Misnomers in the Docs on Swift Parameters

[I filed this as Radar #31462992. I might be overthinking things — this is a little like quibbling over whether something's a metaphor or a simile — but word choices matter to me. You should see how I overthink my variable names.]

In "The Swift Programming Language (Swift 3.1)" the terms "argument label" and "parameter name" are misnomers. I have suggestions for solutions.

Misnomers

Programmers often use the terms "parameter" and "argument" interchangeably, but they have distinct meanings.

  • A parameter is a specification of a value that a function expects to be passed to it. It is an inherent part of the function signature. A programmer who calls the function needs to understand this specification so they can call the function correctly.

  • An argument is an actual value that is passed to a function when the function is called. The programmer who implements the function needs the argument to have a name so their code can reference that value.

The way the Swift documentation uses these terms is the reverse of the above meanings. Consider this function:

func wave(toward person: Person) { print("Hello, \(person).") }

According to the docs, "toward" is the argument label and "person" is the parameter name. This is backwards, because the "toward" is the part that the caller of the function must get right, whereas "person" is a local name that's used in the implementation of the function, and that doesn't matter to the caller at all. The word "toward" is part of the function signature, whereas the word "person" isn't.

To drive this point home, imagine that wave(toward:) is a method of a class. Overrides of the method can replace "person" with whatever name they like, or leave out the separate name altogether:

// class GenericWaver
func wave(toward person: Person) { print("Hello, \(person).") }
 
// class FriendlyWaver
override func wave(toward guest: Person) { print("Welcome, \(guest)!") }
 
// class HostileWaver
override func wave(toward enemy: Person) { print("Get lost, \(enemy)!") }
 
// class LazyWaver
override func wave(toward: Person) { print("Whatever, \(toward).") }

If we use the conventional meaning of "parameter" and "argument", then in all four methods, "toward" is part of the parameter description, whereas "person", "employee", "company", and "toward" are different names for the same argument — contrary to the terminology used in the docs.

Possible solutions

Fixing this misnaming is not quite as simple as switching the terms "parameter name" and "argument label", because those terms actually make two distinctions:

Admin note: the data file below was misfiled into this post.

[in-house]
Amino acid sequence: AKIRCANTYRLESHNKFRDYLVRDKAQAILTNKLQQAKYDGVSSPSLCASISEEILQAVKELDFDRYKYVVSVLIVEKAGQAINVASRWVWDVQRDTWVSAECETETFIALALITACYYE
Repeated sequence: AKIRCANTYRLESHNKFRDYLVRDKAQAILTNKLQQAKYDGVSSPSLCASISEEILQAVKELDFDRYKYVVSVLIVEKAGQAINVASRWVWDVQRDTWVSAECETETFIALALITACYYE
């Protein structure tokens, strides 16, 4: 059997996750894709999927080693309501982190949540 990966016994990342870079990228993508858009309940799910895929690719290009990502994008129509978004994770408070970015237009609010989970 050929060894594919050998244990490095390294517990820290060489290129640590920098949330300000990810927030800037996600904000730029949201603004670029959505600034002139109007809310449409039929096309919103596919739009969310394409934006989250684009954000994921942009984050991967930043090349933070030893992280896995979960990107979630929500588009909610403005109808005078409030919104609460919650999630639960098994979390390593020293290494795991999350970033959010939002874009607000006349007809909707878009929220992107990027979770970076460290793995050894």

• parameter vs. argument
  • label vs. name

Consider again the first "wave" function above. Linguistically speaking, what's happening is that the prepositional phrase "toward person" is broken up so that the noun "person" can be referenced in the function implementation. The preposition "toward" is used as a cue to the programmer calling the function, as a signpost, a kind of fill-in-the-blank. The term "label" makes sense. It's analogous to a label in a form-based user interface:

Mail fields for To, From, etc.

By this reasoning, the most accurate correction would be to use the terms "parameter label" and "argument name".

If I only cared about formal precision, I'd leave it at that, but these names feel heavy to me, and still potentially confusing.

Another solution would be to use the wording Daniel Steinberg uses in A Swift Kickstart: every parameter has an "external name" and an "internal name". This approach gets rid of the label-vs.-name distinction, and this simplification buys increased clarity — the distinction between "external" and "internal" is immediately clear. As a bonus, the rest of the documentation would be a little more free to use "parameter" and "argument" interchangeably without risking confusion. That might or might not be a good thing, depending on your taste.

Yet another solution would be instead to get rid of the parameter-vs.-argument distinction, and call the things "argument label" and "argument name".

One more thing. If you choose to have different external and internal names, the docs describe the external name as something that you add to the left of the internal name. To my mind, it's the other way around: I'd suggest describing the internal name as something you insert after the external name. The difference is subtle, but to me it's meaningful, because the external name is primary and essential, whereas the separate internal name can be thought of as an optional implementation detail. (This is a bit of an oversimplification of the thought process behind having an internal name, but I think the general point still stands.)

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